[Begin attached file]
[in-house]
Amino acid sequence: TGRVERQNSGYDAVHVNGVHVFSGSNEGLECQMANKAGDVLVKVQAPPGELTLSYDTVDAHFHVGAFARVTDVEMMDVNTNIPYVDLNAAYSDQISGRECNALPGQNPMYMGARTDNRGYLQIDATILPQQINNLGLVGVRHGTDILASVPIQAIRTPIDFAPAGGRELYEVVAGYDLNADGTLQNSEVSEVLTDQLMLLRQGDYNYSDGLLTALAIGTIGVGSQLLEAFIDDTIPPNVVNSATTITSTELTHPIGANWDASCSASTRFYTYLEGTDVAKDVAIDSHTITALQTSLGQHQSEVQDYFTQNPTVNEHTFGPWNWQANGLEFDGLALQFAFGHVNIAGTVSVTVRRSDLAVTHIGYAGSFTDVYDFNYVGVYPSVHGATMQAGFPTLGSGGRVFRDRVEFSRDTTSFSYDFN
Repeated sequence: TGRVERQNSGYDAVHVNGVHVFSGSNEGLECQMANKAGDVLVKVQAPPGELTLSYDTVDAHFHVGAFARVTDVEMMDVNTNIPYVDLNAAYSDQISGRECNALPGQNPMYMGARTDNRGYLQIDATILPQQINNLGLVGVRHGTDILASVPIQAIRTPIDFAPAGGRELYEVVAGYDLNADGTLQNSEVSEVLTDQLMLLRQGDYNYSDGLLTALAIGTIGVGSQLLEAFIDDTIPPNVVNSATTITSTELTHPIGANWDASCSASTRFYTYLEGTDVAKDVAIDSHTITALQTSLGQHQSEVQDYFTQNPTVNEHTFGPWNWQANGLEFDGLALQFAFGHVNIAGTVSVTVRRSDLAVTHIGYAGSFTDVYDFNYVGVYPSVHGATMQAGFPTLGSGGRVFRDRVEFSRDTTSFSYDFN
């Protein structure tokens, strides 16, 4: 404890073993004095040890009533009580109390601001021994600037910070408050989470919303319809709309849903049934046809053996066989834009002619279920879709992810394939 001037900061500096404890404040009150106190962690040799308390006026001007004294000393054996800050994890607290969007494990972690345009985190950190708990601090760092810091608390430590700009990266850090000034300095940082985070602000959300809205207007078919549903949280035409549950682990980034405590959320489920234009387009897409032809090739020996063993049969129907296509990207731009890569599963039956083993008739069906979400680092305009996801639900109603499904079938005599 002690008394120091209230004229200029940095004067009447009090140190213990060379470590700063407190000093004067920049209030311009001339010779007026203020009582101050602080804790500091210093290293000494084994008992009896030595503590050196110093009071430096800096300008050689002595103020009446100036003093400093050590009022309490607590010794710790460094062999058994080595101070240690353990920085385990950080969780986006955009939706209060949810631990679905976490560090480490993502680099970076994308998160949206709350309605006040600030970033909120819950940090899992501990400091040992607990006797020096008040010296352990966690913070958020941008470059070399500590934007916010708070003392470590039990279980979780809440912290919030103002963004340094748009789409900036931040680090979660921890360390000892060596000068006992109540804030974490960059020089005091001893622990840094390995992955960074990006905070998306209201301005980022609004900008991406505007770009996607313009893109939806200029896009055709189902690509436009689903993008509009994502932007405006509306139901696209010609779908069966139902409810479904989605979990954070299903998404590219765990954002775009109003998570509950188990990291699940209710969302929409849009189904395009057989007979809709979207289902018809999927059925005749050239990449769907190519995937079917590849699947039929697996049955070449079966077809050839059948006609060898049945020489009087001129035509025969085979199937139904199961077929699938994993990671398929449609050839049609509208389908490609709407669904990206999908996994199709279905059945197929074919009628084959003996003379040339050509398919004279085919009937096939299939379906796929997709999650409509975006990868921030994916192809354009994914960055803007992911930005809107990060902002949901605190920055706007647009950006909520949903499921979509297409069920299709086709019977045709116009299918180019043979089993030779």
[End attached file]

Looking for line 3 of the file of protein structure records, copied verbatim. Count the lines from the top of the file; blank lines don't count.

Repeated sequence: TGRVERQNSGYDAVHVNGVHVFSGSNEGLECQMANKAGDVLVKVQAPPGELTLSYDTVDAHFHVGAFARVTDVEMMDVNTNIPYVDLNAAYSDQISGRECNALPGQNPMYMGARTDNRGYLQIDATILPQQINNLGLVGVRHGTDILASVPIQAIRTPIDFAPAGGRELYEVVAGYDLNADGTLQNSEVSEVLTDQLMLLRQGDYNYSDGLLTALAIGTIGVGSQLLEAFIDDTIPPNVVNSATTITSTELTHPIGANWDASCSASTRFYTYLEGTDVAKDVAIDSHTITALQTSLGQHQSEVQDYFTQNPTVNEHTFGPWNWQANGLEFDGLALQFAFGHVNIAGTVSVTVRRSDLAVTHIGYAGSFTDVYDFNYVGVYPSVHGATMQAGFPTLGSGGRVFRDRVEFSRDTTSFSYDFN